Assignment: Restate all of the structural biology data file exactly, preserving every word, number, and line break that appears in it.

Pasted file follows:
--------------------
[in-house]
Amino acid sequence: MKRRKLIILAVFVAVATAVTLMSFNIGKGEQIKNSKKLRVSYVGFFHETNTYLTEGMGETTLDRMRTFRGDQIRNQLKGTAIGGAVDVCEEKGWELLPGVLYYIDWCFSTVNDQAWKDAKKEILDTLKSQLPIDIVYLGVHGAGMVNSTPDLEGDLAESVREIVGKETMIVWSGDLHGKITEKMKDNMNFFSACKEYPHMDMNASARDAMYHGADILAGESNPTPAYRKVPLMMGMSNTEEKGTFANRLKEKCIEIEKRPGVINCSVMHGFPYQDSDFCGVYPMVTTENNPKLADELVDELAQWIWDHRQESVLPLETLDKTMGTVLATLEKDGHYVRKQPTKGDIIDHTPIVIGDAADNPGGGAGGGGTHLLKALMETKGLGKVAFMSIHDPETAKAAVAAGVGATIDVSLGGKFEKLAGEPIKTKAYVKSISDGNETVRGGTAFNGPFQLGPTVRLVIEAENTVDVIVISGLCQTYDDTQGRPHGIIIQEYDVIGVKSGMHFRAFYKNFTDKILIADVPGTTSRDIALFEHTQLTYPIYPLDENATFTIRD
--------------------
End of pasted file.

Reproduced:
[in-house]
Amino acid sequence: MKRRKLIILAVFVAVATAVTLMSFNIGKGEQIKNSKKLRVSYVGFFHETNTYLTEGMGETTLDRMRTFRGDQIRNQLKGTAIGGAVDVCEEKGWELLPGVLYYIDWCFSTVNDQAWKDAKKEILDTLKSQLPIDIVYLGVHGAGMVNSTPDLEGDLAESVREIVGKETMIVWSGDLHGKITEKMKDNMNFFSACKEYPHMDMNASARDAMYHGADILAGESNPTPAYRKVPLMMGMSNTEEKGTFANRLKEKCIEIEKRPGVINCSVMHGFPYQDSDFCGVYPMVTTENNPKLADELVDELAQWIWDHRQESVLPLETLDKTMGTVLATLEKDGHYVRKQPTKGDIIDHTPIVIGDAADNPGGGAGGGGTHLLKALMETKGLGKVAFMSIHDPETAKAAVAAGVGATIDVSLGGKFEKLAGEPIKTKAYVKSISDGNETVRGGTAFNGPFQLGPTVRLVIEAENTVDVIVISGLCQTYDDTQGRPHGIIIQEYDVIGVKSGMHFRAFYKNFTDKILIADVPGTTSRDIALFEHTQLTYPIYPLDENATFTIRD